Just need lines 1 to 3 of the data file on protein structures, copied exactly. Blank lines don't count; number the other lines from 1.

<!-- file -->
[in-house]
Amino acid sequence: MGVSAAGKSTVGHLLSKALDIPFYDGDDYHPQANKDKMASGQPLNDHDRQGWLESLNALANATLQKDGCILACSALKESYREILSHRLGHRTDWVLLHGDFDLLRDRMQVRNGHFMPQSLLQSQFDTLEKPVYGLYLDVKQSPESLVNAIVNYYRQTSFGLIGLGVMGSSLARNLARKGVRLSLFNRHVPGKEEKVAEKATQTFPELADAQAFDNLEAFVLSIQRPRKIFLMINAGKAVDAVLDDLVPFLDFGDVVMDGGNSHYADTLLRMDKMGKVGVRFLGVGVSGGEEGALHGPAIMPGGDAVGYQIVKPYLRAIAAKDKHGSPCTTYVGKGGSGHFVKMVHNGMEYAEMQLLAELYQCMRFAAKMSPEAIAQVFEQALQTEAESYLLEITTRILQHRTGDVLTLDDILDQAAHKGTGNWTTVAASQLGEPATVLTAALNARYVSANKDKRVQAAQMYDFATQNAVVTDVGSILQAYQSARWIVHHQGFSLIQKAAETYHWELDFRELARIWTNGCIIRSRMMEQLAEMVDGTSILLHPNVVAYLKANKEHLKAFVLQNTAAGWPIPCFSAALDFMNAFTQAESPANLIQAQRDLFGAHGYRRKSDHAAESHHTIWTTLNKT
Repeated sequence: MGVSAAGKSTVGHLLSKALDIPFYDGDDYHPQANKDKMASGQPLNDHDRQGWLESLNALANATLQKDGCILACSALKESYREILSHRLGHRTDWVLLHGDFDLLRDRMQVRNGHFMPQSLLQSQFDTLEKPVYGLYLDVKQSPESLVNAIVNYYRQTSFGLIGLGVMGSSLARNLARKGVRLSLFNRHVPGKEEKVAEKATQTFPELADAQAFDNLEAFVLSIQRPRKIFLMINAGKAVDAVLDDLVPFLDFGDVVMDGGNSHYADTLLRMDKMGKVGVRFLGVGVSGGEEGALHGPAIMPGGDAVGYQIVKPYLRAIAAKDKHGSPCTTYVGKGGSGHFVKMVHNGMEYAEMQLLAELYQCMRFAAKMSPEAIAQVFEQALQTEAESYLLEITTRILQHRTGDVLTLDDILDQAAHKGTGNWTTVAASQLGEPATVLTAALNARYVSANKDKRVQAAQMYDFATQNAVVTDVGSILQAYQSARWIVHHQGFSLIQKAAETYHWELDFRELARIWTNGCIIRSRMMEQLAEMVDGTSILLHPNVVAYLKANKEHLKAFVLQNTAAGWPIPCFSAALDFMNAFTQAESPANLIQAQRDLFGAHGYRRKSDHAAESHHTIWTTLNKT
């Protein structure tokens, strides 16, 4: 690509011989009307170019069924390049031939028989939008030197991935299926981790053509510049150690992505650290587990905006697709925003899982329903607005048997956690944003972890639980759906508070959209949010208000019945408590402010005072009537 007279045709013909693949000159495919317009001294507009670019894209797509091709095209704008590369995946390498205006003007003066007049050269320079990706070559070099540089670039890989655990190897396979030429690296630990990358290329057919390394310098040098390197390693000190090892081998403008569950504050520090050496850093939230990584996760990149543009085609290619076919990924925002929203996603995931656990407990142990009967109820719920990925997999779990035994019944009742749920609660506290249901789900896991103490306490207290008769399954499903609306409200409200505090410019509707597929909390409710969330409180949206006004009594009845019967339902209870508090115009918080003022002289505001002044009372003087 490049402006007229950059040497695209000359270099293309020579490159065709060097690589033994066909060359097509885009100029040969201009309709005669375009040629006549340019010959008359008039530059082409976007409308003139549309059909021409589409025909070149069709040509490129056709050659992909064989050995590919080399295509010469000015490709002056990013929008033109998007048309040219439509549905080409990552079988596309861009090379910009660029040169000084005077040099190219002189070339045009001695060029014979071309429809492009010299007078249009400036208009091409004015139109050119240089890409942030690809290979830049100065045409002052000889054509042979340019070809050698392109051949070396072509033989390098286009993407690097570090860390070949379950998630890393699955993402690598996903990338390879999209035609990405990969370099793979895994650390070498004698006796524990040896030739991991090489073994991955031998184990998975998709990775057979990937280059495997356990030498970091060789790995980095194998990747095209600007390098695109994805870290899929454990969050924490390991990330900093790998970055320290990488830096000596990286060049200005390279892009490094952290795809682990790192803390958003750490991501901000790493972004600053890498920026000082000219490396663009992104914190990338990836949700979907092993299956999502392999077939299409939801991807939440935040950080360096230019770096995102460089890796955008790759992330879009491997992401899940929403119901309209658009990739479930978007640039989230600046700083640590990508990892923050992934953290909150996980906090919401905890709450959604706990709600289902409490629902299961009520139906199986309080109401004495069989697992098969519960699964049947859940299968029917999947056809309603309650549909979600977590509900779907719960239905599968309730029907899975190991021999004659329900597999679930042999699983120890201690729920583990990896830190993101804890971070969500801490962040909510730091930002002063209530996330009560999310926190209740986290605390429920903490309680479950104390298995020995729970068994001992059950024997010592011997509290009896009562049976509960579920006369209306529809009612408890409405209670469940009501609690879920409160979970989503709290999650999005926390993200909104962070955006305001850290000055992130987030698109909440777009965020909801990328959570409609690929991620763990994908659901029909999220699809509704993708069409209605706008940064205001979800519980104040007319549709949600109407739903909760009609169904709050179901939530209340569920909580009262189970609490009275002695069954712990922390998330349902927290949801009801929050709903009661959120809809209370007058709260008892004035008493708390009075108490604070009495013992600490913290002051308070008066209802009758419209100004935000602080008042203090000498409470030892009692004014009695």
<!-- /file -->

[in-house]
Amino acid sequence: MGVSAAGKSTVGHLLSKALDIPFYDGDDYHPQANKDKMASGQPLNDHDRQGWLESLNALANATLQKDGCILACSALKESYREILSHRLGHRTDWVLLHGDFDLLRDRMQVRNGHFMPQSLLQSQFDTLEKPVYGLYLDVKQSPESLVNAIVNYYRQTSFGLIGLGVMGSSLARNLARKGVRLSLFNRHVPGKEEKVAEKATQTFPELADAQAFDNLEAFVLSIQRPRKIFLMINAGKAVDAVLDDLVPFLDFGDVVMDGGNSHYADTLLRMDKMGKVGVRFLGVGVSGGEEGALHGPAIMPGGDAVGYQIVKPYLRAIAAKDKHGSPCTTYVGKGGSGHFVKMVHNGMEYAEMQLLAELYQCMRFAAKMSPEAIAQVFEQALQTEAESYLLEITTRILQHRTGDVLTLDDILDQAAHKGTGNWTTVAASQLGEPATVLTAALNARYVSANKDKRVQAAQMYDFATQNAVVTDVGSILQAYQSARWIVHHQGFSLIQKAAETYHWELDFRELARIWTNGCIIRSRMMEQLAEMVDGTSILLHPNVVAYLKANKEHLKAFVLQNTAAGWPIPCFSAALDFMNAFTQAESPANLIQAQRDLFGAHGYRRKSDHAAESHHTIWTTLNKT
Repeated sequence: MGVSAAGKSTVGHLLSKALDIPFYDGDDYHPQANKDKMASGQPLNDHDRQGWLESLNALANATLQKDGCILACSALKESYREILSHRLGHRTDWVLLHGDFDLLRDRMQVRNGHFMPQSLLQSQFDTLEKPVYGLYLDVKQSPESLVNAIVNYYRQTSFGLIGLGVMGSSLARNLARKGVRLSLFNRHVPGKEEKVAEKATQTFPELADAQAFDNLEAFVLSIQRPRKIFLMINAGKAVDAVLDDLVPFLDFGDVVMDGGNSHYADTLLRMDKMGKVGVRFLGVGVSGGEEGALHGPAIMPGGDAVGYQIVKPYLRAIAAKDKHGSPCTTYVGKGGSGHFVKMVHNGMEYAEMQLLAELYQCMRFAAKMSPEAIAQVFEQALQTEAESYLLEITTRILQHRTGDVLTLDDILDQAAHKGTGNWTTVAASQLGEPATVLTAALNARYVSANKDKRVQAAQMYDFATQNAVVTDVGSILQAYQSARWIVHHQGFSLIQKAAETYHWELDFRELARIWTNGCIIRSRMMEQLAEMVDGTSILLHPNVVAYLKANKEHLKAFVLQNTAAGWPIPCFSAALDFMNAFTQAESPANLIQAQRDLFGAHGYRRKSDHAAESHHTIWTTLNKT